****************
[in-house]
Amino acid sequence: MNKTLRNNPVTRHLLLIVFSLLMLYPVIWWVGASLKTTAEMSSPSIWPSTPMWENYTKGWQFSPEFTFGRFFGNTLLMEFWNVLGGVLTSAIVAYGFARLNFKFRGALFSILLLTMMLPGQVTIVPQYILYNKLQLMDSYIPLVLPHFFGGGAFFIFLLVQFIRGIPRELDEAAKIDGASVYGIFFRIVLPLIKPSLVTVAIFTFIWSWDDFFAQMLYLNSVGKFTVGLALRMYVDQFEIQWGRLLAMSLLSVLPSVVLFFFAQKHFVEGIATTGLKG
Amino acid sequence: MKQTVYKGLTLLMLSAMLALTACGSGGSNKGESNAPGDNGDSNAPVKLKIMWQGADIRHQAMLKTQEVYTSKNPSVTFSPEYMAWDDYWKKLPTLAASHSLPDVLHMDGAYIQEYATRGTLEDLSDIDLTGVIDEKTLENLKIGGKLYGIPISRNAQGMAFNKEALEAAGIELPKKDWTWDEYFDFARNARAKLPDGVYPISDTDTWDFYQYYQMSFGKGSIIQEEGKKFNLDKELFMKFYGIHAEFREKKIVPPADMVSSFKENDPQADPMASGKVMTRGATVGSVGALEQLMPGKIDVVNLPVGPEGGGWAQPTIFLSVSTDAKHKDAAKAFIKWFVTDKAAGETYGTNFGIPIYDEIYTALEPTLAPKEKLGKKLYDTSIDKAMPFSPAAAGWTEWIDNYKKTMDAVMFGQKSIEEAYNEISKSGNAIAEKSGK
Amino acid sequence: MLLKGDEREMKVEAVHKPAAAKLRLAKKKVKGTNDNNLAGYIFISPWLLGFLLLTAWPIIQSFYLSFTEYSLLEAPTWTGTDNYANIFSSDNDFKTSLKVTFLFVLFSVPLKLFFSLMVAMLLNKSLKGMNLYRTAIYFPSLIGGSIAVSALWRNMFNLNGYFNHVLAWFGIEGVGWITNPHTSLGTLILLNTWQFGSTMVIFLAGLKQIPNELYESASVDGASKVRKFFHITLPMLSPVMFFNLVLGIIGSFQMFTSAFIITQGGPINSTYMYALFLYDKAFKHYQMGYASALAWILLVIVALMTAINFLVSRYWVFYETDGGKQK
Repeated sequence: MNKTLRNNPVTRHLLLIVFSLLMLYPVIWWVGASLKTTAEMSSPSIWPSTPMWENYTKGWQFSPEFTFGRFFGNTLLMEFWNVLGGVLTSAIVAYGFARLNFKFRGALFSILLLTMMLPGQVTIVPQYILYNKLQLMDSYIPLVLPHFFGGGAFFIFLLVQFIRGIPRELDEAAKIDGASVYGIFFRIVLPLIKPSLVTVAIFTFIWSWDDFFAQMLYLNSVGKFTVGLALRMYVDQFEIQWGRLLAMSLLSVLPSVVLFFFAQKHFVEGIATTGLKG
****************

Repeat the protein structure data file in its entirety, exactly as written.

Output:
[in-house]
Amino acid sequence: MNKTLRNNPVTRHLLLIVFSLLMLYPVIWWVGASLKTTAEMSSPSIWPSTPMWENYTKGWQFSPEFTFGRFFGNTLLMEFWNVLGGVLTSAIVAYGFARLNFKFRGALFSILLLTMMLPGQVTIVPQYILYNKLQLMDSYIPLVLPHFFGGGAFFIFLLVQFIRGIPRELDEAAKIDGASVYGIFFRIVLPLIKPSLVTVAIFTFIWSWDDFFAQMLYLNSVGKFTVGLALRMYVDQFEIQWGRLLAMSLLSVLPSVVLFFFAQKHFVEGIATTGLKG
Amino acid sequence: MKQTVYKGLTLLMLSAMLALTACGSGGSNKGESNAPGDNGDSNAPVKLKIMWQGADIRHQAMLKTQEVYTSKNPSVTFSPEYMAWDDYWKKLPTLAASHSLPDVLHMDGAYIQEYATRGTLEDLSDIDLTGVIDEKTLENLKIGGKLYGIPISRNAQGMAFNKEALEAAGIELPKKDWTWDEYFDFARNARAKLPDGVYPISDTDTWDFYQYYQMSFGKGSIIQEEGKKFNLDKELFMKFYGIHAEFREKKIVPPADMVSSFKENDPQADPMASGKVMTRGATVGSVGALEQLMPGKIDVVNLPVGPEGGGWAQPTIFLSVSTDAKHKDAAKAFIKWFVTDKAAGETYGTNFGIPIYDEIYTALEPTLAPKEKLGKKLYDTSIDKAMPFSPAAAGWTEWIDNYKKTMDAVMFGQKSIEEAYNEISKSGNAIAEKSGK
Amino acid sequence: MLLKGDEREMKVEAVHKPAAAKLRLAKKKVKGTNDNNLAGYIFISPWLLGFLLLTAWPIIQSFYLSFTEYSLLEAPTWTGTDNYANIFSSDNDFKTSLKVTFLFVLFSVPLKLFFSLMVAMLLNKSLKGMNLYRTAIYFPSLIGGSIAVSALWRNMFNLNGYFNHVLAWFGIEGVGWITNPHTSLGTLILLNTWQFGSTMVIFLAGLKQIPNELYESASVDGASKVRKFFHITLPMLSPVMFFNLVLGIIGSFQMFTSAFIITQGGPINSTYMYALFLYDKAFKHYQMGYASALAWILLVIVALMTAINFLVSRYWVFYETDGGKQK
Repeated sequence: MNKTLRNNPVTRHLLLIVFSLLMLYPVIWWVGASLKTTAEMSSPSIWPSTPMWENYTKGWQFSPEFTFGRFFGNTLLMEFWNVLGGVLTSAIVAYGFARLNFKFRGALFSILLLTMMLPGQVTIVPQYILYNKLQLMDSYIPLVLPHFFGGGAFFIFLLVQFIRGIPRELDEAAKIDGASVYGIFFRIVLPLIKPSLVTVAIFTFIWSWDDFFAQMLYLNSVGKFTVGLALRMYVDQFEIQWGRLLAMSLLSVLPSVVLFFFAQKHFVEGIATTGLKG